Friday, 12 February 2016

Reflections on Martial Arts Strategy

"Your work is to discover your work and then with all your heart to give yourself to it." – Buddha

One of my students and I sat the other day and discussed martial arts strategy.  “It is important to understand the strengths and weaknesses of our martial arts” I explained.  As much as we’d like to believe, no martial art is all encompassing.  As martial artists we tend to favor and prefer the art that we have dedicated our lives towards.  Sometimes our passion towards these blinds us to the obvious.  The reason for this is often that a lot of hard work, blood, sweat, tears, financial resources and time have all been invested into these.  This is why many of us feel committed to what we do.  None of us want to admit that perhaps we have wasted these precious assets on something that was folly.

Benjamin Franklin once said, “if passion drives you, let reason hold the reins”.  It is unreasonable to believe that any martial art is capable of being all things to all men.  Each martial art was after all designed with a specific goal in mind.  Let’s take Aiki-based martial arts as an example.

Toshishiro Obata suggests that Aiki-jujutsu was originally designed to deal with matters relating to castle law and correct etiquette between senior samurai officers in conflict scenarios.  Let’s consider Suwari Waza.  The samurai were not meant to stand above their feudal lords, nor spill blood in front of them.  Doing so was deemed bad manners and could carry grave punishments, including seppuku (ritual suicide).  This is one of the reasons way it is thought that Suwari Waza was originally created, i.e. to sub-due a colleague, without standing and drawing blood.  Likewise, why is it that many Aiki-based techniques begin from wrist grabs?  Some would argue that it was because the wrists of samurai warriors, in full armor, were poorly protected.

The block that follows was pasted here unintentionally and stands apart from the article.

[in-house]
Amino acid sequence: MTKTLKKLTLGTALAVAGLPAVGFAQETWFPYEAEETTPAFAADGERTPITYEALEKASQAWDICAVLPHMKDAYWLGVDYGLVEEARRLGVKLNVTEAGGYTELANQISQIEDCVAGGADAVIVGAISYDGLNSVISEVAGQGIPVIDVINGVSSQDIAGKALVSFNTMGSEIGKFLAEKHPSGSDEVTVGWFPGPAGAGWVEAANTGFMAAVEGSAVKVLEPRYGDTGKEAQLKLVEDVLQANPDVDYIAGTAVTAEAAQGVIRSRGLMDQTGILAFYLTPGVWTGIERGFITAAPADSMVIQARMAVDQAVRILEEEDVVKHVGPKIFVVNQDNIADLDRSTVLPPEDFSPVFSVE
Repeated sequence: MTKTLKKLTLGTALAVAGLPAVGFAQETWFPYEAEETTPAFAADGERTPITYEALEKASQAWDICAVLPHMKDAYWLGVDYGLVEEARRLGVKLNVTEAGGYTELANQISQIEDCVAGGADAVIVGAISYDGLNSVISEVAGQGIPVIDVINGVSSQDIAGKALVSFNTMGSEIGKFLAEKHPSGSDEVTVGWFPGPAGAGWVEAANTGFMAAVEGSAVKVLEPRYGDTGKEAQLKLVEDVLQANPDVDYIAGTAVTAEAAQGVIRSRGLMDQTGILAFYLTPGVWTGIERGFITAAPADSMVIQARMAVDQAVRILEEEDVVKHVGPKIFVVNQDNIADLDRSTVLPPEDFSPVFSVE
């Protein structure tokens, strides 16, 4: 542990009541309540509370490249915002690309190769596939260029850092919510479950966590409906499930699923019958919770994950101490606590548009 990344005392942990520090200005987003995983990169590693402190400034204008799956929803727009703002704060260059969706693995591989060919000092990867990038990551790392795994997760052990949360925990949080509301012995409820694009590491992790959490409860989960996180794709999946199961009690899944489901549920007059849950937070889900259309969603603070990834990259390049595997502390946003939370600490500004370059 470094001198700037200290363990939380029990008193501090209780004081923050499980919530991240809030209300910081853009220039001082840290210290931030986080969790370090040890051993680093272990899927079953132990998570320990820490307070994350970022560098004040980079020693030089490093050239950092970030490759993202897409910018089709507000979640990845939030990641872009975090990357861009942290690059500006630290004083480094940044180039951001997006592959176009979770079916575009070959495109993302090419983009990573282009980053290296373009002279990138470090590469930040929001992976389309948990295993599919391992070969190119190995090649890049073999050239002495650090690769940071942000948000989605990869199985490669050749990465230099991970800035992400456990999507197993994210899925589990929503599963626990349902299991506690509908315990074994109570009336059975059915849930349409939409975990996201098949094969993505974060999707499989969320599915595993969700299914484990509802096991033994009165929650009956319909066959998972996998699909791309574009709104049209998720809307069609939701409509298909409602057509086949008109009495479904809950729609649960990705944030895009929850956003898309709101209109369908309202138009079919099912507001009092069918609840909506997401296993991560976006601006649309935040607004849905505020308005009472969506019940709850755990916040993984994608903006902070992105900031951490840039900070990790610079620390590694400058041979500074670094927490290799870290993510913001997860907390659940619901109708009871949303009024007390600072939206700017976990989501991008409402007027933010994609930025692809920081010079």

All of this makes sense within the correct historical context.  From a martial arts strategy point of view, the goal of these techniques were logical.  It also makes sense why Karate would not work in the same scenario.  The martial arts strategy of Karate is considered by some to be, strike an aggressor, over power him and render him incapable of further violence.  Originally designed by farmers to defeat wayward samurai (i.e. a samurai misbehaving, rather than on the battlefield), these techniques were performed standing and often resulted in great physical damage to the opponent.  There were no Suwari Waza and soft techniques which did not draw blood.  Karate’s martial arts strategy was therefore unsuitable for castle etiquette, which should appear obvious given the context.

The context of a martial art is important to practitioners.  We have become accustomed to espousing the virtues of UFC and MMA, as an example.  However, let us not forget that their martial arts strategy is often one of hand to hand combat which takes place 1 on 1 within the confines of the ring environment with a referee to hand should the fight get out of control.  These techniques, whilst highly effective within such situations, are not always conducive or practical for group combat and police restraining type scenarios. 


Every martial art has its own strengths and weaknesses and it is important for all students of these to understand their martial arts strategy.  It is important to be mindful about our passions and to consider them rationally.  This should allow each and every one of us to act more professionally whilst avoiding making claims about our arts, which to the educated may at first seem unsustainable thereby degrading the value of that art and the professionalism of that teacher to the wider audience.

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